Is Political Science best optional for IAS? What are the success rate & advantages?

One of the most prestigious competitive exams held by UPSC, the Union Public Service Commission, in India is the Civil Services Examination. These exams are taken each year by thousands of aspirant students from all over the country in a fiercely competitive environment.

For millions of bright young brains around the country, the prestigious Indian Civil Services test represents the fulfillment of a bright dream. Since their years in high school and college, students have had the aspiration of passing the IAS and UPSC exams. The first step to passing the UPSC examination is to have a thorough awareness of each subject’s significance.

Due to its optional placement on the exam syllabus, one such subject is currently the talk of the town. the study of politics! You may encounter frequently asked questions as a UPSC candidate, such as “How is Political Science as an Optional for UPSC?”

In the 48 optional subjects available for selection in the UPSC Mains exams, students are allowed to select the subjects of their choosing. Political science and international relations are the two of these subjects that the majority of students find to be the most enjoyable.

Most of the previous year’s top UPSC scorers had also selected Political Science as an option. This subject allows for neatness and straightforward marks because of how succinct and clear it is. This elective course is well-known among students due to a number of additional benefits. Even more, IAS applicants are familiar with and favor this topic.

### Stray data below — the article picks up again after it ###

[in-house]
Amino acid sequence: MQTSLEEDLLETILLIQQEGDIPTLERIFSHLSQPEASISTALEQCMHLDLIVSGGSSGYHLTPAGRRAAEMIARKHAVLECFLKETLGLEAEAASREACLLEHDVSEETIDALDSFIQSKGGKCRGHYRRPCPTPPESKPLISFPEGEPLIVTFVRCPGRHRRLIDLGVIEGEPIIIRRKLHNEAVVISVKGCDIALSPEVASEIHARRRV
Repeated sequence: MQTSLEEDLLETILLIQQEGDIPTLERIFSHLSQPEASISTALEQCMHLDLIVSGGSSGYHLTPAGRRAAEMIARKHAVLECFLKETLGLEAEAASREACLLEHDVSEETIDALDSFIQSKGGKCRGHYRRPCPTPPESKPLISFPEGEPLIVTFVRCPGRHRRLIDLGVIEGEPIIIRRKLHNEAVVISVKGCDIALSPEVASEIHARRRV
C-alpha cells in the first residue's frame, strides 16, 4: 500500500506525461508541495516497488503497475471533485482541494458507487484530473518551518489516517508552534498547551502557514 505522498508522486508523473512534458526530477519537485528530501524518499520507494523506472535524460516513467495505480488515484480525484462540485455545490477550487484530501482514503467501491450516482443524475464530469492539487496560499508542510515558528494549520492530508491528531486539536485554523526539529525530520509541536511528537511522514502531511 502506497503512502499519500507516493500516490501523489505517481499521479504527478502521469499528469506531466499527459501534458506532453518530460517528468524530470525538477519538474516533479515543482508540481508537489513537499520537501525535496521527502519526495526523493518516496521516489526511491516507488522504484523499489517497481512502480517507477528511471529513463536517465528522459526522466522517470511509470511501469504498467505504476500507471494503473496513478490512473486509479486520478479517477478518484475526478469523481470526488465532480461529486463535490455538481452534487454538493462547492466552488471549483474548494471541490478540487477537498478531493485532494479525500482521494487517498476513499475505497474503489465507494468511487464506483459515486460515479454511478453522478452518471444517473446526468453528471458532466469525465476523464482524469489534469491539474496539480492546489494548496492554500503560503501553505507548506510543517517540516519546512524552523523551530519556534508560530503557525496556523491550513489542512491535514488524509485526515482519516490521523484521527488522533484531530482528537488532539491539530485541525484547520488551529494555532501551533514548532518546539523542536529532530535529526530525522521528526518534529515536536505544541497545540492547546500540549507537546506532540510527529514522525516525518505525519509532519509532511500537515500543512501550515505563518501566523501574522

Advantages of Opting for Political Science

1. Compatible with General Studies

One discipline that has significant overlap with others like General Studies is political science. In both the preliminary and main papers, there is a clear overlap between the two themes. The majority of the General Studies 2 paper is comparable to the political science component as well.

One of the main benefits of choosing political science and international relations is this. You can apply this knowledge, which will enable you to save time and effort.

2. Features Elements of Current Affairs

Topics and study areas in the political science curriculum are highly relevant to current events. In its exam, Paper 2 of Political Science displays a sizable current affairs part. One of the top subjects in the UPSC, current events, always makes an appearance.

Therefore, if one completely completes all of the themes in Political science as their optional subject, they do not need to study separately to acquire the fundamentals of current affairs!